In a recent email exchange, David Yoder asked, “What would be your response to a student asking about why we as an Anabaptist, largely non-politically involved, school teach Government?”
Below is a selection of responses.
If we understand how our government functions, we can appreciate the amazing work, sacrifice, etc., they put into the work God called them to do.
We can also teach them that the government is not the only entity that God has established.
He also created the church for his glory, and we should be passionate about it. And give our life for his eternal mission.–Austin Shenk
- Informed respect and prayer
- Determine our responsibilities relating to the law
- Helps us better understand current social problems and tensions
- Laboratory for examining human behavior
- Develops critical thinking skills
- Understanding how government policy affects the economy allows for informed business decisions
- Understanding how the past informs the future (the historic part of studying government)–Darren Fox
We asked that question several years ago, and are working to answer it. Below I’ve excerpted some of the goals that I would highlight as being key motivations for us. I’ve gone from feeling like it’s a required course that we creatively try to redeem to feeling like this is an essential course that I would want to require regardless of state regs.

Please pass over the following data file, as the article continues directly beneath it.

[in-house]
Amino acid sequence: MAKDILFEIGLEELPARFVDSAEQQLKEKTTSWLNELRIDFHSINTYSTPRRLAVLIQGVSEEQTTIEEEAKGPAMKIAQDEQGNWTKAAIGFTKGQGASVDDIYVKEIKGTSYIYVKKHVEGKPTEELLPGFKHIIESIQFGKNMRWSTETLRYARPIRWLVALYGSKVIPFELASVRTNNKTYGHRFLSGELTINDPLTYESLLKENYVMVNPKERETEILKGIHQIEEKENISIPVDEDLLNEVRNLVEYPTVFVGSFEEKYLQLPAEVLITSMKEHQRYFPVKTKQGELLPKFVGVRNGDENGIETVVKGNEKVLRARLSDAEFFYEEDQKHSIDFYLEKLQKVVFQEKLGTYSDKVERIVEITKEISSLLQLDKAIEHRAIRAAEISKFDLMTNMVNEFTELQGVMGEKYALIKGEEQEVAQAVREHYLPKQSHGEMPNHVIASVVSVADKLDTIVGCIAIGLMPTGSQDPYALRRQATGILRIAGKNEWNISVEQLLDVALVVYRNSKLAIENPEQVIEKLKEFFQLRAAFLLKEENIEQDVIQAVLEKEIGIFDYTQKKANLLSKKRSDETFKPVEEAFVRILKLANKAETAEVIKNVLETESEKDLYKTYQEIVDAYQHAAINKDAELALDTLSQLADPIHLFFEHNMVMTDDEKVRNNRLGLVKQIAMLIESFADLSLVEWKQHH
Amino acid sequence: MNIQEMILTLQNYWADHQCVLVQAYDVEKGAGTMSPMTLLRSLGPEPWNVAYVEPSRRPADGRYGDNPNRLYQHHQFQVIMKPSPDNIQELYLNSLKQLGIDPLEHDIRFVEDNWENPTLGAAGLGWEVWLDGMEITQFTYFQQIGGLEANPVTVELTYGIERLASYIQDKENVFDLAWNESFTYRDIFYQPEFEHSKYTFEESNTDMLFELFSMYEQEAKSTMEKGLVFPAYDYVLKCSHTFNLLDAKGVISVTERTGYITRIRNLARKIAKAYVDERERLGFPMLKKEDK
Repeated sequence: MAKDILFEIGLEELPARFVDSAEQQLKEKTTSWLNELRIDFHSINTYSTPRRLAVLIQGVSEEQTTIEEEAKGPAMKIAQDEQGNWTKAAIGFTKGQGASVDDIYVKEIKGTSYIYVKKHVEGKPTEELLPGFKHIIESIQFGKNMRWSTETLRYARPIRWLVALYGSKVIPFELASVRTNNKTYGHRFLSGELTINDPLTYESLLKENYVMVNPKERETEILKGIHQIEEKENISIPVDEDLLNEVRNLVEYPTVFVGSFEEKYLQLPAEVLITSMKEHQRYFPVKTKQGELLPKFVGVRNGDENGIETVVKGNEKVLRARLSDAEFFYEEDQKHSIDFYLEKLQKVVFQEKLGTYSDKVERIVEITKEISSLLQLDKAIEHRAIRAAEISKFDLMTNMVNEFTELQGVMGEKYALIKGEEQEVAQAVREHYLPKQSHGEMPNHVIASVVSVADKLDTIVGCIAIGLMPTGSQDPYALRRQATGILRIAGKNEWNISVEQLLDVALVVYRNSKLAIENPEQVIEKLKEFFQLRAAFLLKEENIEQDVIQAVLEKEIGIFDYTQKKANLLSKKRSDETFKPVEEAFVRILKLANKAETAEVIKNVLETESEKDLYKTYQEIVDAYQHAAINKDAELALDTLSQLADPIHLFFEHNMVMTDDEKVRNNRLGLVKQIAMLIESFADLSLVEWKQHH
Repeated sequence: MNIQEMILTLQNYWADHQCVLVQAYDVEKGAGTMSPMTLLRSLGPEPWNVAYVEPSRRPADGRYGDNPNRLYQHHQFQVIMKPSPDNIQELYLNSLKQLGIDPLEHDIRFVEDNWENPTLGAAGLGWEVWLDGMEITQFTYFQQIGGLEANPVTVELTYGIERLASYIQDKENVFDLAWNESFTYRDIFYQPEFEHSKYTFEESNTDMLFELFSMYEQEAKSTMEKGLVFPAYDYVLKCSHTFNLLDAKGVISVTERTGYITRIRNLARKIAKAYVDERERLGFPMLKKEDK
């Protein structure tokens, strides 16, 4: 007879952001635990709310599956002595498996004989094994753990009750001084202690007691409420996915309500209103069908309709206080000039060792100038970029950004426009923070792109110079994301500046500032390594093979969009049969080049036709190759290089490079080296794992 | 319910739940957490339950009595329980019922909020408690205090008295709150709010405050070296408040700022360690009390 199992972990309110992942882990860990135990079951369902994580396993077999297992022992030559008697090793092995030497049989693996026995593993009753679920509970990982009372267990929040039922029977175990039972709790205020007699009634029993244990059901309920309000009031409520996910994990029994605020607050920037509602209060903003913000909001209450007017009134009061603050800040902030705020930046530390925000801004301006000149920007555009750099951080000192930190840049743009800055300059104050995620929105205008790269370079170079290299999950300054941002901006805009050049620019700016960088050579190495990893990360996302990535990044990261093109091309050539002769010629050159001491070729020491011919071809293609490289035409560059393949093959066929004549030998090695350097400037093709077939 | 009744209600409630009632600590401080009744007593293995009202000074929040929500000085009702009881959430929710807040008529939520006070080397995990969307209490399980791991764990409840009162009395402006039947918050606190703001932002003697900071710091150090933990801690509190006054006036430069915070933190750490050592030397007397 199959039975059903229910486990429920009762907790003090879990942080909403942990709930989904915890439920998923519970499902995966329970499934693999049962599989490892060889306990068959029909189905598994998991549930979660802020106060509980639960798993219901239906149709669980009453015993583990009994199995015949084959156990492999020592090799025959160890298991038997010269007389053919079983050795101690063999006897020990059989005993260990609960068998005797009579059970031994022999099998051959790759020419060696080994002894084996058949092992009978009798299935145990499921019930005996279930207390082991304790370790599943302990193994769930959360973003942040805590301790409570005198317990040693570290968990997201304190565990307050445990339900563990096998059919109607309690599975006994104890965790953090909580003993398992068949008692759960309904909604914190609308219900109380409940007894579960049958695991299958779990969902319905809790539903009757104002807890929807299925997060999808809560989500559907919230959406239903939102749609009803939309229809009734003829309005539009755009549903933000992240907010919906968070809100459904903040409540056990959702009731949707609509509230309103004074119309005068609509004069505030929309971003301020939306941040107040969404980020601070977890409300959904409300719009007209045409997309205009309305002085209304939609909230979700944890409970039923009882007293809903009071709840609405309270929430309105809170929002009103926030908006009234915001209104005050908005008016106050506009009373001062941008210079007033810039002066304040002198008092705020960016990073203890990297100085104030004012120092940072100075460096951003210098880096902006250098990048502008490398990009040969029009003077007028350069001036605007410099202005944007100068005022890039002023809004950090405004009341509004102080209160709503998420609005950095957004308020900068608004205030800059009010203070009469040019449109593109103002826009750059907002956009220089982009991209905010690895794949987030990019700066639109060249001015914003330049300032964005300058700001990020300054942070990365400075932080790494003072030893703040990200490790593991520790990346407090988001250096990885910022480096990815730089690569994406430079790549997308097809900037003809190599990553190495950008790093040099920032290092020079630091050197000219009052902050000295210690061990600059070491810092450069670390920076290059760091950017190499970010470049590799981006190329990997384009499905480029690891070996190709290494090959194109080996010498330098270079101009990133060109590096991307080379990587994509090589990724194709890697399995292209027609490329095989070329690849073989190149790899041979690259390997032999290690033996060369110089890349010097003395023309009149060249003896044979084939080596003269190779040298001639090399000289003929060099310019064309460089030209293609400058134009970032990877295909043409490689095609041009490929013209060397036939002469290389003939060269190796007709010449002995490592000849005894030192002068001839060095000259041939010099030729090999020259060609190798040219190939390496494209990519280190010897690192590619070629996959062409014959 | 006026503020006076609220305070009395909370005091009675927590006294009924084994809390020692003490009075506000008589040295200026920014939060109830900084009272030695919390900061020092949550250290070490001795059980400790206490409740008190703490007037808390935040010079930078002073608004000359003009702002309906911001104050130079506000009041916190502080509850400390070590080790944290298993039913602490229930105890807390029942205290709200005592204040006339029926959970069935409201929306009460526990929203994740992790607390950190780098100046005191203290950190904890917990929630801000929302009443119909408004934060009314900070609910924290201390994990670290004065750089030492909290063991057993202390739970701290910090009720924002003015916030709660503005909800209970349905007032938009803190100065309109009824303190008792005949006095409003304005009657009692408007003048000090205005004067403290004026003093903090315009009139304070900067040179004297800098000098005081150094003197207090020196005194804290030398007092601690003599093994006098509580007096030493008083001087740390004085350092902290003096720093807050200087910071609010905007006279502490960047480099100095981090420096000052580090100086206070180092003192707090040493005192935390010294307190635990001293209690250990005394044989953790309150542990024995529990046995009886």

We are getting ready to run this for the first time next semester.
Upon the successful completion of this course, students will be able to:
- Identify, summarize, and embrace the Scriptures that are key to understanding God’s design for civil government. (Unit 1)
- Compare, contrast, evaluate, and appreciate various forms of government and their associated economics systems. (Unit 2)
- Appreciate the breadth and complexity of governmental systems. (Units 2-4)
- Identify key terms and ideas associated with government. (Units 1-2)
- Describe the principal provisions of the US Constitution. (Unit 3)
- Describe the roles and functions of national, state and local government. (Unit 4)
- Develop a Biblical framework for dealing with questions relating to the following: (Unit 5)
- My duty to my community, to my nation, and to humanity as a whole
- My expectations from my government, and my response if these expectations are not met for myself or for others
- Operate Biblically within any country or locale. (Unit 5)
Unit 1 Goals–Bible Survey (excerpted)
Students will be able to
- Analyze how the Bible
- views civil government and its
- expects and/or instructs God’s people to interact with government
- Formulate a Scripturally defensible view of God’s design for civil government
Unit 2 Goals–Political Science (excerpted)
- Recognize the validity of non-Western (non-American) perspectives relative to government.
- Understand the inadequacy of a simplistic view of government.
- Appreciate the breadth and complexity of governmental systems.
Unit 5 Goals–Being a Christian Citizen (excerpted)
Students will be able to…
- Identify the opportunities/challenges that Christians may face in various forms of government
- Identify the priorities that motivate a Christian citizen.
- Craft a course of action consistent with these priorities on current or theoretical situations that call for decision.–Arlyn Nisly
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CONTRIBUTOR: Arlyn Nisly
CONTRIBUTOR: Austin Shenk
CONTRIBUTOR: Darren Fox